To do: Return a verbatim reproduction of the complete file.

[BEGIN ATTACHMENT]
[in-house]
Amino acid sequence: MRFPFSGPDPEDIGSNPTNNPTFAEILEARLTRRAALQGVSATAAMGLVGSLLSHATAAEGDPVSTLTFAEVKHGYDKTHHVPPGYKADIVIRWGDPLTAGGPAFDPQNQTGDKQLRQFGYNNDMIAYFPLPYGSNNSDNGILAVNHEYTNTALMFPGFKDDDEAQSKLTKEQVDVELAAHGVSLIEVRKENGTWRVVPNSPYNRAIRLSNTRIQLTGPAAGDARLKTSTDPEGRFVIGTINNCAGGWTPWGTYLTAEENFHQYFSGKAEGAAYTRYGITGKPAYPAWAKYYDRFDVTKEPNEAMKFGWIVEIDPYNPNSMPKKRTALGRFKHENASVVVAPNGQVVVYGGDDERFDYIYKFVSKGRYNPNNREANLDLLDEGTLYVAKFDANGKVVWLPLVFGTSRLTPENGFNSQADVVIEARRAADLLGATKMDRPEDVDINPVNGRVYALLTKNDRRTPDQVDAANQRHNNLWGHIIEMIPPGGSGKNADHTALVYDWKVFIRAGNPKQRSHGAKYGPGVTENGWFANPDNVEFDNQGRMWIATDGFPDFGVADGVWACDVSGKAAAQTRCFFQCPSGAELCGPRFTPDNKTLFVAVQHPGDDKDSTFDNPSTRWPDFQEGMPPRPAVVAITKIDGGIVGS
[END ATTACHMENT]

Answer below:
[in-house]
Amino acid sequence: MRFPFSGPDPEDIGSNPTNNPTFAEILEARLTRRAALQGVSATAAMGLVGSLLSHATAAEGDPVSTLTFAEVKHGYDKTHHVPPGYKADIVIRWGDPLTAGGPAFDPQNQTGDKQLRQFGYNNDMIAYFPLPYGSNNSDNGILAVNHEYTNTALMFPGFKDDDEAQSKLTKEQVDVELAAHGVSLIEVRKENGTWRVVPNSPYNRAIRLSNTRIQLTGPAAGDARLKTSTDPEGRFVIGTINNCAGGWTPWGTYLTAEENFHQYFSGKAEGAAYTRYGITGKPAYPAWAKYYDRFDVTKEPNEAMKFGWIVEIDPYNPNSMPKKRTALGRFKHENASVVVAPNGQVVVYGGDDERFDYIYKFVSKGRYNPNNREANLDLLDEGTLYVAKFDANGKVVWLPLVFGTSRLTPENGFNSQADVVIEARRAADLLGATKMDRPEDVDINPVNGRVYALLTKNDRRTPDQVDAANQRHNNLWGHIIEMIPPGGSGKNADHTALVYDWKVFIRAGNPKQRSHGAKYGPGVTENGWFANPDNVEFDNQGRMWIATDGFPDFGVADGVWACDVSGKAAAQTRCFFQCPSGAELCGPRFTPDNKTLFVAVQHPGDDKDSTFDNPSTRWPDFQEGMPPRPAVVAITKIDGGIVGS